A lot of questions keep cropping up about what impact the federal health insurance law will have on Nebraskans.
What type of questions?
“How is my coverage going to change? What’s different about it than before?”
Those are just a couple of the questions Andy Williams, Director of Consumer Marketing, says Blue Cross and Blue Shield of Nebraska is fielding.
Blue Cross and Blue Shield is the largest health insurer in the state.
Tom Gilsdorf, Director of Product Development with Blue Cross, says some Nebraskans will feel the effect more than others.
“The main impact is to individuals who have their coverage directly through the insurance company or the individual consumer market and small employers; those employers that cover under 50 employees,” Gilsdorf tells Nebraska Radio Network.
Congress approved the Affordable Care Act in 2010. The United States Supreme Court upheld the law in 2012.
Some provisions went into effect immediately. Insurance companies cannot deny someone coverage due to a pre-existing conditions. Children can remain on their parent’s insurance policy through the age of 26.
The rest of the law was to go into effect in 2014.
But, the mandate that businesses provide coverage to their full-time employees has been postponed. It goes into effect at the beginning of 2015.
Now, President Obama has announced he will give a one-year reprieve on the cancellation of health insurance policies that do not meet new regulations.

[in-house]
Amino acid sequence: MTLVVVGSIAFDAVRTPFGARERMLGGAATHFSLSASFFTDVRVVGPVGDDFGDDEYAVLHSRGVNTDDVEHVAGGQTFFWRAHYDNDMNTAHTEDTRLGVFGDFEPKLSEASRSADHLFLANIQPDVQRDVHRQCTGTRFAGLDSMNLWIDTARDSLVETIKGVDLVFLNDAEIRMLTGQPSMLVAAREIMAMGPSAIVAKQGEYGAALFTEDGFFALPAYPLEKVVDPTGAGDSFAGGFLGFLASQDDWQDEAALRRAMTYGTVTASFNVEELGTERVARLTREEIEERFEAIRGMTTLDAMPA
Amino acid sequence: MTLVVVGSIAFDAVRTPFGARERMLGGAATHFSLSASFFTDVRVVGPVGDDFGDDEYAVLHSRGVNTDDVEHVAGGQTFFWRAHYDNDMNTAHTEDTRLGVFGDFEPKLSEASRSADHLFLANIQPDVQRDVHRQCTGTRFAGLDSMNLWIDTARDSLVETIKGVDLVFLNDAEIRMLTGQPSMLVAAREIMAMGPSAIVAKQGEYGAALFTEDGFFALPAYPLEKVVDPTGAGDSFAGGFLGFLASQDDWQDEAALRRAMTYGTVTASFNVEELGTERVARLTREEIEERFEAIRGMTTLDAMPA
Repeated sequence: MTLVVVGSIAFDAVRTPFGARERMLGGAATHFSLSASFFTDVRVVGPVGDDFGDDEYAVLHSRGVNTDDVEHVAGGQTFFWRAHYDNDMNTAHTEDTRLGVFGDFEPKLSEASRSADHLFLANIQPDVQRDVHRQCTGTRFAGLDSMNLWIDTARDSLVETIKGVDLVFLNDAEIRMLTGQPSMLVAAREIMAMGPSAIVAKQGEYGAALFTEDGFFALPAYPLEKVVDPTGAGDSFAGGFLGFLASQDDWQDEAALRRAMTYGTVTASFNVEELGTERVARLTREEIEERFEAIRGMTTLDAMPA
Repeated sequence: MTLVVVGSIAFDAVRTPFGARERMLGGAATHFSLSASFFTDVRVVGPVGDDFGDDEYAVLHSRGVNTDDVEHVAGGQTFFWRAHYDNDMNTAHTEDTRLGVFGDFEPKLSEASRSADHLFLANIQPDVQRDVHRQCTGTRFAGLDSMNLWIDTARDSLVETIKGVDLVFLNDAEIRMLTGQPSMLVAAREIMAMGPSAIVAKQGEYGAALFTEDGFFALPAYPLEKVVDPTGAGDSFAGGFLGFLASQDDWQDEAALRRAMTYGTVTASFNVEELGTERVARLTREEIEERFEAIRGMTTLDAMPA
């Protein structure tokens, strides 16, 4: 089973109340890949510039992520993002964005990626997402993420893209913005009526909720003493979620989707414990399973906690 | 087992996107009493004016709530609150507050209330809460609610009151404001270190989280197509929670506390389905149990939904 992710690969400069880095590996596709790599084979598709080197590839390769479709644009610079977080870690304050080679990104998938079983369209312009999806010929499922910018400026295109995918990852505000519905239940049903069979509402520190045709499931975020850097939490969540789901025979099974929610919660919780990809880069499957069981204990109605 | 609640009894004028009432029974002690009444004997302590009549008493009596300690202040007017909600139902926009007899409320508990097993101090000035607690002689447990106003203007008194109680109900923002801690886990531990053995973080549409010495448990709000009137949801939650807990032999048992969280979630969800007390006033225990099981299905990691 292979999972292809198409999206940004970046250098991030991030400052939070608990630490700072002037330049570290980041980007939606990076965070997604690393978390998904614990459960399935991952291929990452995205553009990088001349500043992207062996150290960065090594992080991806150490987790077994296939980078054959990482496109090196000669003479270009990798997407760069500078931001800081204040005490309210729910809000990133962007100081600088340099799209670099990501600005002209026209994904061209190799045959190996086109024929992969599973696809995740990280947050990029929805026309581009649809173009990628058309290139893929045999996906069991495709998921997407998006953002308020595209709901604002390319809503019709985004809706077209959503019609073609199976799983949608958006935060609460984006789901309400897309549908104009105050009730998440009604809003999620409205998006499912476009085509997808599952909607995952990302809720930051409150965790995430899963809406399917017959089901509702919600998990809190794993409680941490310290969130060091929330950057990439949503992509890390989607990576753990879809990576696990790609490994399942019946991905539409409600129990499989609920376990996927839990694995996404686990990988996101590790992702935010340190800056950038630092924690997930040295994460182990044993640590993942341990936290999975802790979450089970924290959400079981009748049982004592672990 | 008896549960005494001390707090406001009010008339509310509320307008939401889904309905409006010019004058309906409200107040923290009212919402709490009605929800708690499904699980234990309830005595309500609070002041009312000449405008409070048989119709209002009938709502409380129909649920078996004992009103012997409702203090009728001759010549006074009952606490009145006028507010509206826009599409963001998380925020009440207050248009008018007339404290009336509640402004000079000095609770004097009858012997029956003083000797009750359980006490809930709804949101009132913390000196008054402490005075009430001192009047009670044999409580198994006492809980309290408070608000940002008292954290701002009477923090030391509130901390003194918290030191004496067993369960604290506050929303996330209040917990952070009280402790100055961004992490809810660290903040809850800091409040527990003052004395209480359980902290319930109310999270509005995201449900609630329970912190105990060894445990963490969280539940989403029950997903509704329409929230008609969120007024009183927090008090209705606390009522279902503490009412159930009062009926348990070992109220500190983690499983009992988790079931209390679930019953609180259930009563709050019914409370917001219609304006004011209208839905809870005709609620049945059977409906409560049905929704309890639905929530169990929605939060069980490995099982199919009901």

Blue Cross and Blue Shield has already sent out cancelation notices to 46,000 policies, covering 88,000 Nebraskans. The company says it is analyzing the impact of the President’s announcement to extend current health insurance policies and is working to make the best decision for our customers, and will inform them regarding their options.
The U.S. House has approved a measure that would permit health insurance companies to keep selling policies that don’t comply with the health insurance regulations. Thirty-nine Democrats joined with majority Republicans in approving the bill and sending it to the Senate.
The regulations embedded in the law will drive up costs, according to Blue Cross. Expanded benefits increase costs through higher premiums, deductibles and co-pays.
The law also regulates a company’s premium ratio. The law compresses the ratio. The highest rate a company charges for health insurance cannot be more than three times its lowest rate. A typical ratio now can rise to as much as seven to one.
Though the law’s regulations might drive up costs, it also provides tax credits to offset increases.
Williams says many consumers will qualify for tax credits under the law.
“The research we’ve done shows that about half of Nebraskans who are uninsured will qualify for some kind of tax credit,” Williams says.
The tax credits are generous, based on annual income and the size of a family.
Those making up to 400% of the federal poverty level qualify for some sort of tax credit. Tax credits are available to single persons making up to $46,000; a couple making up to $62,000; and a family of four making up to $94,000.
The website healthcare.gov discloses the tax credit for which a person or family qualifies.
Blue Cross and Blue Shield of Nebraska has published two guides to answer questions about the law and has more information on its website nebraskablue.com.
AUDIO: Brent Martin reports [1 min.]